Proa Dory Page
I'm designing an add-on to my Gloucester Light Dory this way I hope ot have a sail boat. I already have three
small boats and I am running out of space, so building a sailboat seems out of the question. The
proa design is supposed to be an efficient boat. I will have to add an outrigger, lee board, rudder, and sail.
A UK company makes a similar commerical product - so I don't think I am entirely off
the mark. The company is Ahoy-Boat Company
They advertise "So you want a fast and exhilarating dinghy to sail
but you don't want to make excessive use of your wet suit! You would like a
boat that is stable enough to be safe for those dear to you to share your
enjoyment of sailing and yet fast enough to be fun"
Here are my plans for the Alma and the Sail
Based on this I've constructed a model pictured below.
So far we have built the Alma and the Akas. Now we are trying to figure out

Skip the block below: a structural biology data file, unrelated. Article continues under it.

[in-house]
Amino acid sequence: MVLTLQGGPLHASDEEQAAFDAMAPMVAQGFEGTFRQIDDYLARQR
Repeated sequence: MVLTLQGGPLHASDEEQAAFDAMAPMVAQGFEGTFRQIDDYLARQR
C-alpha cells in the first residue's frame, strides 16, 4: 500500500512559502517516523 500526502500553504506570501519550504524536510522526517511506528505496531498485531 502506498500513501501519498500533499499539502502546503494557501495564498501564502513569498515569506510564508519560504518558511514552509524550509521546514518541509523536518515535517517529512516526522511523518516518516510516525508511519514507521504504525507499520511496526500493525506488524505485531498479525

the best way to connect everyting. I think we are going to use two bolt at each
point where the Akas attach to the gunnels.
We are using 1/4" plywood with simple stitch and glue construction for the Alma.
The Aka's show below are hollow and made of 4 1x2's laminated together with plywood sides. Very strong and light
We have built plywood braces on both side of the akas with a simple bolted
metal bracket on each side.
Here is Nate attaching the dory to the alma.
Now for the mast, sail and rudder. We have the leeboard already built.
On 11/28 we my Wife's cousin was visiting from Dallas so I talked them into testing
the dory with the proa attached. Here are some photo's in Copan Lake. The boat is
very stable and still moves quite well under paddle. I've got to improve the connection
to from the Aka's to the Alma.
Testing the small blue sail on Labor Day, 2004 at Birch Lake.
May of 2004 at Copan Lake, still the small sail.
May of 2005 at Copan Lake, With the full sized White Sail.
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